rawbee

via Knox Robinson - http://instagram.com/p/tD_DV0ptm2

Last Saturday 15 of 16 elite men broke the 4:00 barrier at the Fifth Avenue Mile. I’ll never run that fast, but like a lot of guys I’ll always remember when I first broke 5:00 for the mile/1600m in HS: a hot spring day with winter suddenly receding in upstate New York, running weather so no reason not to run fast, no excuses, just you, the air, the clock and the sound of your footfalls hitting the track in a rhythm that signaled, yes, you were moving faster than you ever had before—a sublimely intoxicating revelation for a teenage boy. The feeling of breaking five for the first time—the sense of having surmounted a challenge through hard work and hard running—indeed, the lasting impression I had and still have is that every step of that mile was hard—is one of a few experiences I’ve wanted to share with newer runners in our current boom. But how, exactly, would you train and coach an adult to run 4:59—or faster? @blackrosesnyc much of our energy has been devoted to preparing for long distances but Robby Abaya came into the current season intent on breaking 5:00 at Fifth Avenue, bettering last year’s time of 5:09. Robby’s a 30something dude with a powerful build; since 2012 he’s learned a great deal about how to match his running up with other folks’ more “classical” runner bodies. General fitness sessions—ie 12x400m with 100m recovery—were getting him in good running shape but not necessarily making him into a miler. So while most of the group continued to lay the groundwork of marathon training, Robby and a handful of others focused on a different kind of work with an eye on performance over the mile. Robby ran 4:55 down Fifth Ave over the weekend and we’ve shared a handful of build up sessions @blackrosesNYC. There’s nothing there that’s really mindblowing but the ideas we worked on were a big part of what got the guy to his goal. “One thing that stands out is how I progressed overall,” Robby texted me this week. “It was fun to set a goal, do the math…sort of thinking that it was out of reach, then put in the work and gradually get there.” Here’s to hoping and helping other folks get to where they want to go. cc @rawbee @blackrosesnyc foto via@reginadaley

via Knox Robinson - http://instagram.com/p/tD_DV0ptm2

Last Saturday 15 of 16 elite men broke the 4:00 barrier at the Fifth Avenue Mile. I’ll never run that fast, but like a lot of guys I’ll always remember when I first broke 5:00 for the mile/1600m in HS: a hot spring day with winter suddenly receding in upstate New York, running weather so no reason not to run fast, no excuses, just you, the air, the clock and the sound of your footfalls hitting the track in a rhythm that signaled, yes, you were moving faster than you ever had before—a sublimely intoxicating revelation for a teenage boy. The feeling of breaking five for the first time—the sense of having surmounted a challenge through hard work and hard running—indeed, the lasting impression I had and still have is that every step of that mile was hard—is one of a few experiences I’ve wanted to share with newer runners in our current boom. But how, exactly, would you train and coach an adult to run 4:59—or faster? @blackrosesnyc much of our energy has been devoted to preparing for long distances but Robby Abaya came into the current season intent on breaking 5:00 at Fifth Avenue, bettering last year’s time of 5:09. Robby’s a 30something dude with a powerful build; since 2012 he’s learned a great deal about how to match his running up with other folks’ more “classical” runner bodies. General fitness sessions—ie 12x400m with 100m recovery—were getting him in good running shape but not necessarily making him into a miler. So while most of the group continued to lay the groundwork of marathon training, Robby and a handful of others focused on a different kind of work with an eye on performance over the mile. Robby ran 4:55 down Fifth Ave over the weekend and we’ve shared a handful of build up sessions @blackrosesNYC. There’s nothing there that’s really mindblowing but the ideas we worked on were a big part of what got the guy to his goal. “One thing that stands out is how I progressed overall,” Robby texted me this week. “It was fun to set a goal, do the math…sort of thinking that it was out of reach, then put in the work and gradually get there.” Here’s to hoping and helping other folks get to where they want to go. cc @rawbee @blackrosesnyc foto via@reginadaley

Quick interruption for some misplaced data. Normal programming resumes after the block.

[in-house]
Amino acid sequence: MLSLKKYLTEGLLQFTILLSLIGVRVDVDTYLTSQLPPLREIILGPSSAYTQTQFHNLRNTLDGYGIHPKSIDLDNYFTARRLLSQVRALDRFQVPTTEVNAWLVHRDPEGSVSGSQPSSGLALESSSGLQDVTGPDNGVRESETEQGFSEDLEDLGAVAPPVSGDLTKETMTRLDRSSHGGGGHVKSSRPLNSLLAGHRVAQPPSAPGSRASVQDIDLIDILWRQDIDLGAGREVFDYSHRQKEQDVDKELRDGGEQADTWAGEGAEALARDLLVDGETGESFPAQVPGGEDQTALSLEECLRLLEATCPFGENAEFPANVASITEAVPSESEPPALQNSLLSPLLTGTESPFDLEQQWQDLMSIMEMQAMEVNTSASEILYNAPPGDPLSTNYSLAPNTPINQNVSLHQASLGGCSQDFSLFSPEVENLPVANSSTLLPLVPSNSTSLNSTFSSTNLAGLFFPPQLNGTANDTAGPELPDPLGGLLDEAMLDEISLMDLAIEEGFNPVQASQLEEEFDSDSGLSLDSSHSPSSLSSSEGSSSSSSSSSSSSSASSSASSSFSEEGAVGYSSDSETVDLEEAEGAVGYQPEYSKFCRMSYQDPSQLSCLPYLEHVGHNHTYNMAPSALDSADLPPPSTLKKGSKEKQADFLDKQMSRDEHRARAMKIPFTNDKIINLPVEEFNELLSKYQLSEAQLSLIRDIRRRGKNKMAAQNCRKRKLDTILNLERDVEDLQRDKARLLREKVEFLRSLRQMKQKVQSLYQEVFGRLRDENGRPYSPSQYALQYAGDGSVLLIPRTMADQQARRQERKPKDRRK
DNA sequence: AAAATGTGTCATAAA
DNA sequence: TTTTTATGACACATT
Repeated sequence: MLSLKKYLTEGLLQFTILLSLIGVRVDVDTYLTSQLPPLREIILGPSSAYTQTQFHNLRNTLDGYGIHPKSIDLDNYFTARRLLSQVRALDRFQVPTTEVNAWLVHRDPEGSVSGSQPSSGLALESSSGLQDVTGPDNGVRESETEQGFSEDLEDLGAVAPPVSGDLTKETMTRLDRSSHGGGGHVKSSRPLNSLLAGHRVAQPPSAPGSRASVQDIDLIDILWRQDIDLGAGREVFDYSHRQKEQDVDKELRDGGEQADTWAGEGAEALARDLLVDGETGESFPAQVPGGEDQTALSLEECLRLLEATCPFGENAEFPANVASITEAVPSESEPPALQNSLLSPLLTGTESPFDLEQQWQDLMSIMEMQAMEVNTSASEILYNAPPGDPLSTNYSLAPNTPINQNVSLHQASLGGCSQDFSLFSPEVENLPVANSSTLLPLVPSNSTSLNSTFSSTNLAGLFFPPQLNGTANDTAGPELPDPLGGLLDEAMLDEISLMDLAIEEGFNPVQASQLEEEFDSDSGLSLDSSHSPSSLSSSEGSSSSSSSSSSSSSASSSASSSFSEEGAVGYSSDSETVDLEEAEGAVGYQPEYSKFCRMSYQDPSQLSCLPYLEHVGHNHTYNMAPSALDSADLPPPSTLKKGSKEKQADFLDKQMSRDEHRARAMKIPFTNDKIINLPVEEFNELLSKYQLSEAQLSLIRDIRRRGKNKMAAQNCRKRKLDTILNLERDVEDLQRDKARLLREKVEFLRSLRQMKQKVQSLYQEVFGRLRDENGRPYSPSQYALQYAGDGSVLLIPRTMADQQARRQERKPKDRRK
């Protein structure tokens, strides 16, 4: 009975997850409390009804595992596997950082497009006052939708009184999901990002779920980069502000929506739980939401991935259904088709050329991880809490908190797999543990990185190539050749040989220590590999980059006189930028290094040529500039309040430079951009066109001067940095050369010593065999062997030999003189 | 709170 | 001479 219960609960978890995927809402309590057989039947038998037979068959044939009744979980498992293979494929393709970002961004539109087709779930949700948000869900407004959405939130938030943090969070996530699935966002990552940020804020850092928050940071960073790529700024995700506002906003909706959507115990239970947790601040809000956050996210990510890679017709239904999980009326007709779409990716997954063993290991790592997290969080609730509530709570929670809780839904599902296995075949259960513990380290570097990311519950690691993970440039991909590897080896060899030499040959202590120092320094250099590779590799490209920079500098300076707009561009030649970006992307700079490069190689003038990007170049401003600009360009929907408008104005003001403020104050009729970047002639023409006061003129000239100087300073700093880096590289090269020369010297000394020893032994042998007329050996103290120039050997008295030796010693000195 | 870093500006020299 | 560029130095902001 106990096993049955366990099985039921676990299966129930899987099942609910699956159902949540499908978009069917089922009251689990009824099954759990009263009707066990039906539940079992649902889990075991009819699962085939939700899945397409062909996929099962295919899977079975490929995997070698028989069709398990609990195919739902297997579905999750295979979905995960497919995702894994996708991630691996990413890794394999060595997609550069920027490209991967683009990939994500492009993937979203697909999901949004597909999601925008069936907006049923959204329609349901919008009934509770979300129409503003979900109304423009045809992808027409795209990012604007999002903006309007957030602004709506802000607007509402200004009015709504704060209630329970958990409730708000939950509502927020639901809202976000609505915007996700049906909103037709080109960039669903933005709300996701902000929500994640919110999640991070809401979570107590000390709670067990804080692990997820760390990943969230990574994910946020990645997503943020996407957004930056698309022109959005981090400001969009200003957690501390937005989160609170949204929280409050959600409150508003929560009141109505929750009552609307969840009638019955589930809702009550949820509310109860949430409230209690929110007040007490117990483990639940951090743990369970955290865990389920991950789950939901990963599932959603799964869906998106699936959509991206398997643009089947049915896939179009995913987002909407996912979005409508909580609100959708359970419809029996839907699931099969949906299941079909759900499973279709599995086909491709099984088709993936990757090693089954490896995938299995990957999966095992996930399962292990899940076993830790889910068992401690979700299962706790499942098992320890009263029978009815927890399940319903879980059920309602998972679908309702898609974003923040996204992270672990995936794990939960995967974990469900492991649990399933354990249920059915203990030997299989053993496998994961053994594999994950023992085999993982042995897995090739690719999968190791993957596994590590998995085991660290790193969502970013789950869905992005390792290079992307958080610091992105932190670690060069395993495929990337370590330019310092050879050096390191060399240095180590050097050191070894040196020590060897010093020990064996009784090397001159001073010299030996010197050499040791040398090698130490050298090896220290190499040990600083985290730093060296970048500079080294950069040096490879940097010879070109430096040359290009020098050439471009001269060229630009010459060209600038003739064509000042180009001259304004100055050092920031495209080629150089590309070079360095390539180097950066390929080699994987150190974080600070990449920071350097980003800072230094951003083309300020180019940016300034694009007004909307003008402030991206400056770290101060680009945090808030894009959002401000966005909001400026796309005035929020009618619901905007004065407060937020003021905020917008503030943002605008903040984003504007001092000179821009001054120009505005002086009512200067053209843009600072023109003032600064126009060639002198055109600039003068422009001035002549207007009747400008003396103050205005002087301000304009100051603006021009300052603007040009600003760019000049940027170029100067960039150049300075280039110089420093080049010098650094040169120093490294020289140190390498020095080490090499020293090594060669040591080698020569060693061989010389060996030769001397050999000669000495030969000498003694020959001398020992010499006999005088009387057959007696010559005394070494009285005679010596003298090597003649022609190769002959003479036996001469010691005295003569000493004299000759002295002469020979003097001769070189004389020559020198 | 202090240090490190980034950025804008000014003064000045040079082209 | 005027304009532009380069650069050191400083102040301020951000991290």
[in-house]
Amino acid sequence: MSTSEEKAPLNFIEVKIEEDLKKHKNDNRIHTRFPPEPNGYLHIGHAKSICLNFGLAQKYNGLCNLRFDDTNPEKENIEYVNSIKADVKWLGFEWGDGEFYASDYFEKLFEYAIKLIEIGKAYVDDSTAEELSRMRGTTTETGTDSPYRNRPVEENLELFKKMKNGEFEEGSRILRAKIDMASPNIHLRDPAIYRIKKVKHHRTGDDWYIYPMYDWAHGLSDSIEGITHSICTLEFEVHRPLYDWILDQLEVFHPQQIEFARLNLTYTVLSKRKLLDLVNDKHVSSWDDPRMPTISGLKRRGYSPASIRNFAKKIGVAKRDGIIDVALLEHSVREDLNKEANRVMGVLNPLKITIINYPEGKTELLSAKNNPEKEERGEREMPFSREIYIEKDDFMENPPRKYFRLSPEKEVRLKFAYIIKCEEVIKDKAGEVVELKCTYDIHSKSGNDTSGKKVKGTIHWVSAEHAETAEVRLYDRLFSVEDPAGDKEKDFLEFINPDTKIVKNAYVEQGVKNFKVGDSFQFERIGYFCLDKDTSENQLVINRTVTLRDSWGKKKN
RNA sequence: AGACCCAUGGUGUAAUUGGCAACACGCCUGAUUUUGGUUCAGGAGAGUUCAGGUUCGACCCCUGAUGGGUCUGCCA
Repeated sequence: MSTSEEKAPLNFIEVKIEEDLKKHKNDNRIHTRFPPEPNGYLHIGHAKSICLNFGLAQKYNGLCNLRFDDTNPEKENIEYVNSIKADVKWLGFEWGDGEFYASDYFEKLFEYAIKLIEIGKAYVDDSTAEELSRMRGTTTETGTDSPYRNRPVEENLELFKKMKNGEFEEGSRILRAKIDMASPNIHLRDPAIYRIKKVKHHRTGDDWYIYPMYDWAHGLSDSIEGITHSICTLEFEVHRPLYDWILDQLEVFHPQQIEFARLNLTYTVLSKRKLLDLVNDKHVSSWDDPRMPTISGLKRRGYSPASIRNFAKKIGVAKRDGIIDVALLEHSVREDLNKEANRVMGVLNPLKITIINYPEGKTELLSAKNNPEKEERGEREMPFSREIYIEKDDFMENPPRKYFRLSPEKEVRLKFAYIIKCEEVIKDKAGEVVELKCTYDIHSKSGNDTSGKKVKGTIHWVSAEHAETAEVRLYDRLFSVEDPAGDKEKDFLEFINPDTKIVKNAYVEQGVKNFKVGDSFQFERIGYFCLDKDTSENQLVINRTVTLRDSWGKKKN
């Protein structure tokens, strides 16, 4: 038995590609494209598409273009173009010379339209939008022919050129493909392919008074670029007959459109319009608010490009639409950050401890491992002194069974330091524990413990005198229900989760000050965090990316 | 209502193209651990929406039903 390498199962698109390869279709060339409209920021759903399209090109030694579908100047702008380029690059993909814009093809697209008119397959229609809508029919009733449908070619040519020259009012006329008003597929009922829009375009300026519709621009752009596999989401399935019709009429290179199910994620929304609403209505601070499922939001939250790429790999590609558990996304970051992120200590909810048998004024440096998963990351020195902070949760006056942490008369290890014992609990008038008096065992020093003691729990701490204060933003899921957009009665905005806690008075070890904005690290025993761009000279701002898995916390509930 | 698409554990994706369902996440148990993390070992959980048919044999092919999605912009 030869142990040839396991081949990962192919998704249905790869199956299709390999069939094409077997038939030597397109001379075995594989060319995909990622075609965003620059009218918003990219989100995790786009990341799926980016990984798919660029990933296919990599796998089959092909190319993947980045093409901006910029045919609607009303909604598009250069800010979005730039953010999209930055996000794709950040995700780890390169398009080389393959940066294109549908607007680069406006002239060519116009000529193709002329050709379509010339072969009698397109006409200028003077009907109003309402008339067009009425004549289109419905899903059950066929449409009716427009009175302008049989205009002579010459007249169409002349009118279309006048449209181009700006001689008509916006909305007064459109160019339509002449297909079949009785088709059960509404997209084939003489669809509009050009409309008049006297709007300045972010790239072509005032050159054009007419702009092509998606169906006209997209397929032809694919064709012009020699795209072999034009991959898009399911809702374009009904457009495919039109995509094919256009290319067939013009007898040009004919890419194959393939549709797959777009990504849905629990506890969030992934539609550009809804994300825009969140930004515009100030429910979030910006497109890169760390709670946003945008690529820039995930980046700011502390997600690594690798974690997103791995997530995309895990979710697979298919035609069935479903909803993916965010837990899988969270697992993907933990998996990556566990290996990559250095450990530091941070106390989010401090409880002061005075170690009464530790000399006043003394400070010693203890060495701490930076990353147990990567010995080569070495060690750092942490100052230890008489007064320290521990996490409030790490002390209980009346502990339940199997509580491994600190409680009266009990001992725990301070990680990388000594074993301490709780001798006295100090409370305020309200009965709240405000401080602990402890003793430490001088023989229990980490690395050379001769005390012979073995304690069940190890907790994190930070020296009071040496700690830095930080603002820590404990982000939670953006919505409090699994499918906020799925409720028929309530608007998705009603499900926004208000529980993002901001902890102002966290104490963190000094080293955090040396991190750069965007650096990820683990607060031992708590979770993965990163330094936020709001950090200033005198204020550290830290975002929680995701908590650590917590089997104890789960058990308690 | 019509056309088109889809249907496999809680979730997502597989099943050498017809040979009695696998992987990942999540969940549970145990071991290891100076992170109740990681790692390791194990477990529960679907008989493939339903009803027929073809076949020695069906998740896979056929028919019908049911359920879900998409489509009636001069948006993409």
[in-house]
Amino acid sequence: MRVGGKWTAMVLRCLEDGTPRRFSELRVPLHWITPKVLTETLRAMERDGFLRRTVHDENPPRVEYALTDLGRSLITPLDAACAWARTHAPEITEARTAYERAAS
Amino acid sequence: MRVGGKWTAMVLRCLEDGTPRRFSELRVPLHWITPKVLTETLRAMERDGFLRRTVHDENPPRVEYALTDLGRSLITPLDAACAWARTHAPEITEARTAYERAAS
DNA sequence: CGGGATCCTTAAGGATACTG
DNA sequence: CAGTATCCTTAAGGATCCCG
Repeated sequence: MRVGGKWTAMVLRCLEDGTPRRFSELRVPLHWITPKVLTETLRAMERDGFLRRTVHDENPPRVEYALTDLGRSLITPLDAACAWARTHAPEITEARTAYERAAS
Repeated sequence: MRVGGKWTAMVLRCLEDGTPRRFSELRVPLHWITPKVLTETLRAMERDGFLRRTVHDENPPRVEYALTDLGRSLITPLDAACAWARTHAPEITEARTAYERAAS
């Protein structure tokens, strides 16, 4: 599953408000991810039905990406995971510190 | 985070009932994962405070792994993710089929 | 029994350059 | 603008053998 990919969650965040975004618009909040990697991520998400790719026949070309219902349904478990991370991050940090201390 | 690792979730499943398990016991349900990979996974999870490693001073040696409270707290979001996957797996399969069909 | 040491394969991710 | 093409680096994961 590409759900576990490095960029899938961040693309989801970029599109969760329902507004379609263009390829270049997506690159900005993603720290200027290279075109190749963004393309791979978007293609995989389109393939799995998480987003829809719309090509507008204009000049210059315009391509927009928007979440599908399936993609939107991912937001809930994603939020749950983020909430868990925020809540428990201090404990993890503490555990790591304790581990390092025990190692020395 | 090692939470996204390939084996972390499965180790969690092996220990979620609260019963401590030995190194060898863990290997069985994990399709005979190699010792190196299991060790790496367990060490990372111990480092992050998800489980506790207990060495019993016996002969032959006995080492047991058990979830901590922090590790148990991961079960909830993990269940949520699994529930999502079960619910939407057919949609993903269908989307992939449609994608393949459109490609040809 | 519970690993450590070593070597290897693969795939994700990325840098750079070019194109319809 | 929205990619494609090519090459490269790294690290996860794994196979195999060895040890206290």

Finish time: 4:55

@blackrosesnyc  (at NYRR 5th avenue mile)

Finish time: 4:55

@blackrosesnyc (at NYRR 5th avenue mile)

Fresh bagels and good conversation after this morning’s run. @blackrosesnyc  (at Tompkins Square Bagels)

Fresh bagels and good conversation after this morning’s run. @blackrosesnyc (at Tompkins Square Bagels)

Dominique Ansel’s Latest Creation: A pull-apart pretzel, shaped like a lobster tail, and stuffed with buttercrunch and peanut butter. Served warm with whipped brown-butter-honey sauce on the side. (at Dominique Ansel Bakery)

Dominique Ansel’s Latest Creation: A pull-apart pretzel, shaped like a lobster tail, and stuffed with buttercrunch and peanut butter. Served warm with whipped brown-butter-honey sauce on the side. (at Dominique Ansel Bakery)

Summer, New York City.  (at Le Bain at The Standard, High Line)

Summer, New York City. (at Le Bain at The Standard, High Line)

Saturday afternoon at the oval office. (at Icahn Stadium)

Saturday afternoon at the oval office. (at Icahn Stadium)